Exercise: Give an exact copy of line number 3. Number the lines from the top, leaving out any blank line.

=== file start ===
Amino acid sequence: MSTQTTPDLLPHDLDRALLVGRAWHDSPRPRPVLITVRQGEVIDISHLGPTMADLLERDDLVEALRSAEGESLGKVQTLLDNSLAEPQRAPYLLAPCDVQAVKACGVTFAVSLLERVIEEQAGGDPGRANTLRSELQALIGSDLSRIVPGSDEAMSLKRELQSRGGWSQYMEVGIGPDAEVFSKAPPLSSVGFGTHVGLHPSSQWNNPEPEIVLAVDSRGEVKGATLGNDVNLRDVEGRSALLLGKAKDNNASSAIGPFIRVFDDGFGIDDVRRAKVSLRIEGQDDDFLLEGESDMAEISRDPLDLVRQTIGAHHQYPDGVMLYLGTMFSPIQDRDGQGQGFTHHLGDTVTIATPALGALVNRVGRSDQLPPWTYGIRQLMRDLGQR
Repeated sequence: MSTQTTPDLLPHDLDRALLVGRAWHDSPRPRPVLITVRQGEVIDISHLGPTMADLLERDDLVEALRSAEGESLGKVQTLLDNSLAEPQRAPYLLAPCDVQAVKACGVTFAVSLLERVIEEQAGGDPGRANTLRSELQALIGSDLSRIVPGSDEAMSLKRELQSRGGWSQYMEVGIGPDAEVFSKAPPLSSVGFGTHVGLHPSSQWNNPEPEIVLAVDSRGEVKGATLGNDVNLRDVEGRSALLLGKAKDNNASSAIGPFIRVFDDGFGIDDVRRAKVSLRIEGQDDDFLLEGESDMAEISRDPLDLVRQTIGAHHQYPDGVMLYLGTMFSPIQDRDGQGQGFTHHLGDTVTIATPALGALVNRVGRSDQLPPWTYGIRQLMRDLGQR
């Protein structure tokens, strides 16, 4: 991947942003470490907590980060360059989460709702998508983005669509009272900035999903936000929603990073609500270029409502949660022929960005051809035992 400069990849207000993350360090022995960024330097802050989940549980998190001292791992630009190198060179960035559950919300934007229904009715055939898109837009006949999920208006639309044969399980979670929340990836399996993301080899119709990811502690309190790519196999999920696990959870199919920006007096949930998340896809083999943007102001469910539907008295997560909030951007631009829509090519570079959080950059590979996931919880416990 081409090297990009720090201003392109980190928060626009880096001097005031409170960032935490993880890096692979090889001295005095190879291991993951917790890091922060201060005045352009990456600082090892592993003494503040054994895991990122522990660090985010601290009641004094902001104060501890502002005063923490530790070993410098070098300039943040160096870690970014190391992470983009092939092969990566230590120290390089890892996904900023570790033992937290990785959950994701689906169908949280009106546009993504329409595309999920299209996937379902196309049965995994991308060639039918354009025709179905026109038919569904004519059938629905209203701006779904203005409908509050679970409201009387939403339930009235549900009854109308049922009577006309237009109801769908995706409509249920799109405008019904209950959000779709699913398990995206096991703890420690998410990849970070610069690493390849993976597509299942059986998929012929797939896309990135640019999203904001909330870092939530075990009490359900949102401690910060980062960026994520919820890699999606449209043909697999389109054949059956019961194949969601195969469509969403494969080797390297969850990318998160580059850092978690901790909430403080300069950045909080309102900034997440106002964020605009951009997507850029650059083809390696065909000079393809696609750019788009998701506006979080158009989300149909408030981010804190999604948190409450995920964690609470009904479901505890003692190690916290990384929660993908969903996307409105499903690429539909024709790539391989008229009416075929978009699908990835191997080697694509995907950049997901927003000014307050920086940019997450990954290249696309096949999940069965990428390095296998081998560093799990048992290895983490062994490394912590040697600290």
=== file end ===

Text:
């Protein structure tokens, strides 16, 4: 991947942003470490907590980060360059989460709702998508983005669509009272900035999903936000929603990073609500270029409502949660022929960005051809035992 400069990849207000993350360090022995960024330097802050989940549980998190001292791992630009190198060179960035559950919300934007229904009715055939898109837009006949999920208006639309044969399980979670929340990836399996993301080899119709990811502690309190790519196999999920696990959870199919920006007096949930998340896809083999943007102001469910539907008295997560909030951007631009829509090519570079959080950059590979996931919880416990 081409090297990009720090201003392109980190928060626009880096001097005031409170960032935490993880890096692979090889001295005095190879291991993951917790890091922060201060005045352009990456600082090892592993003494503040054994895991990122522990660090985010601290009641004094902001104060501890502002005063923490530790070993410098070098300039943040160096870690970014190391992470983009092939092969990566230590120290390089890892996904900023570790033992937290990785959950994701689906169908949280009106546009993504329409595309999920299209996937379902196309049965995994991308060639039918354009025709179905026109038919569904004519059938629905209203701006779904203005409908509050679970409201009387939403339930009235549900009854109308049922009577006309237009109801769908995706409509249920799109405008019904209950959000779709699913398990995206096991703890420690998410990849970070610069690493390849993976597509299942059986998929012929797939896309990135640019999203904001909330870092939530075990009490359900949102401690910060980062960026994520919820890699999606449209043909697999389109054949059956019961194949969601195969469509969403494969080797390297969850990318998160580059850092978690901790909430403080300069950045909080309102900034997440106002964020605009951009997507850029650059083809390696065909000079393809696609750019788009998701506006979080158009989300149909408030981010804190999604948190409450995920964690609470009904479901505890003692190690916290990384929660993908969903996307409105499903690429539909024709790539391989008229009416075929978009699908990835191997080697694509995907950049997901927003000014307050920086940019997450990954290249696309096949999940069965990428390095296998081998560093799990048992290895983490062994490394912590040697600290």